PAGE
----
Welch, whose hometown is nearby Winnetka, Ill., is responsible for the overall performance of the approximately 4,400-member Corps of Cadets. Welch’s position is similar to a student body president. His duties include implementing a class agenda and acting as a liaison between the Corps and the administration. In addition, Welch is at the top of a pyramid of cadet commanders who make up the chain-of-command for the Corps of Cadets.
He follows in the footsteps of other notable First Captains such as John J. Pershing, Douglas MacArthur, and William Westmoreland. He is the second Culver Military Academy graduate in recent years to serve as First Captain. Charlie Phelps ’08 led the Corps in 2011-2012.
A management major, Welch said he “made a significant commitment to my future at the ripe old age of 12” when he entered into a deal with his dad. His father would pay the boarding school education and Welch would pay for college.
Starting his talk, he asked, “How do you survive and thrive at a challenging place like West Point, or an Ivy League school, or any of the colleges and universities we send students to every year?
“The answer is simple: It’s Culver. The Culver difference. What’s the bang for your buck? . . . Tuition is expensive and that’s a significant sacrifice that a family has to make. Is it worth it? My answer is absolutely yes. Overwhelming.
“The Culver difference to me is the idea that Culver has a lifelong commitment to leader development, incredible faculty, state-of-the-art facilities, and unparalleled developmental opportunities. The reality is that both the summer and the winter schools, there are just endless chances for a young person to develop and grow during the most critical developmental years of one’s life. It even has the Rubin School for the Entrepreneur. I don’t know how many schools can say they have something like that. That’s pretty special.
“So tonight, the theme of my talk is 11 life truths that Culver has taught me, from a Class of 2011 grad.”
1 – You never know what you have until it’s gone.
“For those students back on Lake Maxinkuckee, they’re in for a pretty incredible time. For you prospective students, I am so excited that you are thinking about making an incredible investment in your life. I didn’t realize the investment I was making in myself and my future, and that Culver would help develop me. The reality is, for those who have the opportunity to go, it will change your life. And you will be the better for it. You don’t realize all that Culver has taught you until you’re out. As my personal journeys continue, I am continually amazed when I come to the realization of all the things I learned to do. For example, with a little soul searching, it’s not difficult for me to discover that so many of the skills I see those around me struggling to learn, I’ve already learned. I’ve got it nailed down. I figured out how to do it at Culver.”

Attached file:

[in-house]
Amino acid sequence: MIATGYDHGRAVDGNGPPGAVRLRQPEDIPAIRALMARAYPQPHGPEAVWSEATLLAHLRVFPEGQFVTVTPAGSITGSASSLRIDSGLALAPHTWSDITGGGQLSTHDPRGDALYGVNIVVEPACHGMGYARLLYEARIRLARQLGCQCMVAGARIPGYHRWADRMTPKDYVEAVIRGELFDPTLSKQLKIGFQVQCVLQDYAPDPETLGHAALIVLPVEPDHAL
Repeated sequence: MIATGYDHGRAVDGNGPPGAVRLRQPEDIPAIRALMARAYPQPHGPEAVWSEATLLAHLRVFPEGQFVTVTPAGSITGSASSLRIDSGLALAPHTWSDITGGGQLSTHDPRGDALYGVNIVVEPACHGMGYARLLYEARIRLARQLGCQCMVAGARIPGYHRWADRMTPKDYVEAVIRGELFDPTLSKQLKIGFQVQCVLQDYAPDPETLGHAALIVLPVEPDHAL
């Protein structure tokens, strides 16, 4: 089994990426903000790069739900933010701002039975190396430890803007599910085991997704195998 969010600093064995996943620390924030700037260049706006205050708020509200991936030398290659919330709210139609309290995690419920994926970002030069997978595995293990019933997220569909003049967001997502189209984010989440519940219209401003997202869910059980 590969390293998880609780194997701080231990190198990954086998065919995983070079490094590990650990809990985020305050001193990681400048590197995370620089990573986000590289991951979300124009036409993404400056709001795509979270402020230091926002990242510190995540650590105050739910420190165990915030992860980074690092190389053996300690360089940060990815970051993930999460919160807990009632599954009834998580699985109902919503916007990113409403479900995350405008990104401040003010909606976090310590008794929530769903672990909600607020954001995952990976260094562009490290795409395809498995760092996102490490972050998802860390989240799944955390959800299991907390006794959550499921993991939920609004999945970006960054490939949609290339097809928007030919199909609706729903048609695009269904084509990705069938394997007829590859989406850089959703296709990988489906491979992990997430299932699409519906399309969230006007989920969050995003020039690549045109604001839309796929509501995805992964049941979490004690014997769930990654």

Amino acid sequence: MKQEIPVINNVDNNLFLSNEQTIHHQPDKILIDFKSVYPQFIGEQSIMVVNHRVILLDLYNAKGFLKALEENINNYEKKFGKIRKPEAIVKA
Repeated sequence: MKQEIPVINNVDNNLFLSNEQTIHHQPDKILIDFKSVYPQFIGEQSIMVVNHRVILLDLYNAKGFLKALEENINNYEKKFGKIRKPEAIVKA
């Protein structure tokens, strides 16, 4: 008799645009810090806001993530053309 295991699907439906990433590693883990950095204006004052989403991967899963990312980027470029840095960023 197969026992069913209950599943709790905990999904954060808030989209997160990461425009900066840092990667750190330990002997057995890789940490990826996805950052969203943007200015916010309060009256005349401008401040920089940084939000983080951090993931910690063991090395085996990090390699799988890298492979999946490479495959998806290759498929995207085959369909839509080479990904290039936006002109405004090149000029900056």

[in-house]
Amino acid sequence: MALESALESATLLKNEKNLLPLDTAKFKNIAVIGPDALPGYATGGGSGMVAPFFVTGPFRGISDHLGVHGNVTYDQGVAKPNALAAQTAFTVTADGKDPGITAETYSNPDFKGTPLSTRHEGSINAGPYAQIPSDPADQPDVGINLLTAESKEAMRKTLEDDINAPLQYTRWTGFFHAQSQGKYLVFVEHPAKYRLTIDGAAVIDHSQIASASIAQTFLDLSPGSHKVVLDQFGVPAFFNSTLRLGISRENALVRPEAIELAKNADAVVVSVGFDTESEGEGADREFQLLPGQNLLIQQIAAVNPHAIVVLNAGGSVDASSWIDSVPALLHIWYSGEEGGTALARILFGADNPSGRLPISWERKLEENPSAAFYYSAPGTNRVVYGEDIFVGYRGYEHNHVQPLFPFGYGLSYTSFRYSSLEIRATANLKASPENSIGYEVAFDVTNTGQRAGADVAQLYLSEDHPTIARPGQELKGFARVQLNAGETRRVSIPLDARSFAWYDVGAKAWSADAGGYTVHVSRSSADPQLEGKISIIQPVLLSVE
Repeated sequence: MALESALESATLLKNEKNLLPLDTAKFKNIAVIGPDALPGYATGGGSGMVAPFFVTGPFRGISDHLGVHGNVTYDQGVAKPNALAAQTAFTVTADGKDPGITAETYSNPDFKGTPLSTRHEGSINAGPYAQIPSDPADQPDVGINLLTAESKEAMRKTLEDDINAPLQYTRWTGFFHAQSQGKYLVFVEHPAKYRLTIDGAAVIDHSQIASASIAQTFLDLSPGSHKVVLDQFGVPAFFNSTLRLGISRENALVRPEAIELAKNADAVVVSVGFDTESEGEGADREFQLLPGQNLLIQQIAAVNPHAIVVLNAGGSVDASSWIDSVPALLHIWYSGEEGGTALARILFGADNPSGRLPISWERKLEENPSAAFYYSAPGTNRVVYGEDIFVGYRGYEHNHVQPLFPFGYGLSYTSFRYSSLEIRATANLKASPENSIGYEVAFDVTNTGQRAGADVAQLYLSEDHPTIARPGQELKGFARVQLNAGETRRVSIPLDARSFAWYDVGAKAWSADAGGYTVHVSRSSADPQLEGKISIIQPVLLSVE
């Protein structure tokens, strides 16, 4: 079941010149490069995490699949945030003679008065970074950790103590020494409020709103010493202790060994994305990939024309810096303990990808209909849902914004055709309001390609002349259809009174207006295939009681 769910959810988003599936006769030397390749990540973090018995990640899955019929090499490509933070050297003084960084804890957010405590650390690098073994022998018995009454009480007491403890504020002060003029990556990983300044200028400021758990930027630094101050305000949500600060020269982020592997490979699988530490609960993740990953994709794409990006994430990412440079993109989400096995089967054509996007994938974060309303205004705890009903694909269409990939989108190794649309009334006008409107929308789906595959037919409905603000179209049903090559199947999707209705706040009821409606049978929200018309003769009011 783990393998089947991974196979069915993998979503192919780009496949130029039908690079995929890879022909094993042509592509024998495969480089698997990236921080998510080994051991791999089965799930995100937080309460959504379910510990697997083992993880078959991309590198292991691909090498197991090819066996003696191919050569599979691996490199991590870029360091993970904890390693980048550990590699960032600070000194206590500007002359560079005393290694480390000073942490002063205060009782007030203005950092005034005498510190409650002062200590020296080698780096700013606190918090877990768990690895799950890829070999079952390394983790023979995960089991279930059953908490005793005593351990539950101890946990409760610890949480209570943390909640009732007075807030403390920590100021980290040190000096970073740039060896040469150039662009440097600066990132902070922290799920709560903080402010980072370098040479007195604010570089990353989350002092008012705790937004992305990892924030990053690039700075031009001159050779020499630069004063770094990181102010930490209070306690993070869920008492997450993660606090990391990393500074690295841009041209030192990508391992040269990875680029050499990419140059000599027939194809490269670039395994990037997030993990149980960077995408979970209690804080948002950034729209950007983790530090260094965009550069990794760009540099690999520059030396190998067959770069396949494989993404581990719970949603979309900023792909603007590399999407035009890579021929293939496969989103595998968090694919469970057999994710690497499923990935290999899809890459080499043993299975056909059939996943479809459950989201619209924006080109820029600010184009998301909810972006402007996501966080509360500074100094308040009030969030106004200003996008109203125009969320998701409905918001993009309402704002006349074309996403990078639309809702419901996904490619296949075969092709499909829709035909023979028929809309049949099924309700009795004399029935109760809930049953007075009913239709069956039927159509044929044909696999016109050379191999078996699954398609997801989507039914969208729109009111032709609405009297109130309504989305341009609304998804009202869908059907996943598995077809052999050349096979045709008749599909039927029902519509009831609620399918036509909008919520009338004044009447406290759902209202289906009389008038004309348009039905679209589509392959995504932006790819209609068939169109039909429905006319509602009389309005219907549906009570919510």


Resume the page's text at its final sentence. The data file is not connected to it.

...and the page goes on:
2 – Be a team player.
“The second you’re too busy to help a friend, you’re in the wrong. Life is not a journey you get through alone, but an intricate path of relationships woven into an indelible set of footprints on our heart. ”
3 – People matter.
“Culver is committed to the development of people, and making young men and women leaders for the future, leaders that we need in our country and beyond our borders as well. The lifelong friendships from Culver are things I will cherish for the rest of my life. There are people I still talk to every single day. There are people I don’t talk to everyday who are classmates that I could meet in a bar right now and pick up like it was yesterday. The same goes for our relationship with our faculty and staff. There are so many people who impact us. It’s not very often that as a student you’d have the home phone numbers of your teachers with the full expectation you could call them anytime, day or night, with a problem or challenge and they’d be there for you. Not many high schools can say that about the team they put together. And that’s what makes the difference. People really do make a difference.”
4 – A lifelong dedication to learning counts.
“The second you think you know everything, you’re in a lot of trouble. When I was at Culver, I didn’t live everyday like I wanted to be a West Point cadet. In fact, when I turned in my application they told me I was a very mediocre candidate. That stung me in the heart for a couple of reasons. The reality was, I didn’t think about it every day. What was I doing as a Culver cadet to make myself a better West Point cadet or a future applicant? And while the team around me was built to help me succeed, intrinsically I didn’t really understand that. So, now, what I tell people to do is think about a goal . . . and write one word that symbolizes that on a piece of paper and hang it on a mirror or someplace that you look at every day. So when you wake up in the morning, you are reminded what your goal is for that day. And when you go to bed, ask yourself, ‘what did I do today to make myself a better (whatever). What conversation did I have, what research did I do? What have I done to help myself achieve that future goal. When you see it every day, and you lead a purpose-driven life that allows you to follow and pursue those goals, it fundamentally changes everything. What’s on my mirror right now is ‘leader.’ What have I done today to make myself better for the soldiers I will one day lead.